Wow. This is both is pretty amazing. It’s called The Years, and it’s presented as a kind of anti-narrative like an annals or other time keeping, but not storytelling history format. It’s an anti-memoir at times, and while there’s no “plot” pre se, there’s a implied plot throughout via a kind of impression or cut out, clearly articulated of where the plot would go and what shape it would take.
This is a memoir told through many declarative statements about both a singular woman, but also a woman of a type. This woman is French, white, born during the war, growing up post-war. This woman goes to school, goes to university, have love affairs, gets married, has kids, thinks about Charles de Gaulle a lot, and holds herself up to a kind of intellectual faux leftist middle class existence.
The book is beautifully rendered of a life, while also resisting conventional storytelling throughout. Almost anyone could tell this story about their life if they were capable, and by so would not only telling their own story but the story of the world around them as it happens. This is both the most consequential time period in the history of the 20th century, while simultaneously nothing happens. This is post war, and since WWII is our last war-war, it’s the end of wars (so long as you’re in the West or America). This is a narration of the world after the death of the nation-state and after the rise of the corporation in its stead.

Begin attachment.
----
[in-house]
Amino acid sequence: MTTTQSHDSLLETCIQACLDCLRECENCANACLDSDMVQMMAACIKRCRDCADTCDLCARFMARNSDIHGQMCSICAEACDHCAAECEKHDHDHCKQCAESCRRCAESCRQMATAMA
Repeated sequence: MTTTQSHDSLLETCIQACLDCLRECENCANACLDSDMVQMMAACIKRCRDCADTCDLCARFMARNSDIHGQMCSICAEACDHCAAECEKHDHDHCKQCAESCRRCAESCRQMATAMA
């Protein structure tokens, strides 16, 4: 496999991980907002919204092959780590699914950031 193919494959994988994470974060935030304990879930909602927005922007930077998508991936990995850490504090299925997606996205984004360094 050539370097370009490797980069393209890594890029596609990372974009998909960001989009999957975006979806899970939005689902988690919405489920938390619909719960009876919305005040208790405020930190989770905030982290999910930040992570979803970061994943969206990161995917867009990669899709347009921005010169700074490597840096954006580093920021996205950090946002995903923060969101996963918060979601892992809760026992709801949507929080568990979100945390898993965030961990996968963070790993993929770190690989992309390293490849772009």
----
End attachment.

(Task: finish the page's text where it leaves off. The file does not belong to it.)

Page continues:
“They will all vanish at the same time, like the millions of images that lay behind the foreheads of the grandparents, dead for half a century, and of the parents, also dead. Images in which we appeared as a little girl in the midst of beings who died before we were born, just as in our own memories our small children are there next to our parents and schoolmates. And one day we’ll appear in our children’s memories, among their grandchildren and people not yet born. Like sexual desire, memory never stops. It pairs the dead with the living, real with imaginary beings, dreams with history.”
“at every moment in time, next to the things it seems natural to do and say, and next to the ones we’re told to think—no less by books or ads in the métro than by funny stories—are other things that society hushes up without knowing it is doing so. thus it condemns to lonely suffering all the people who feel but cannot name these things. then the silence breaks, little by little, or suddenly one day, and words burst forth, recognized at last, while underneath other silences start to form.”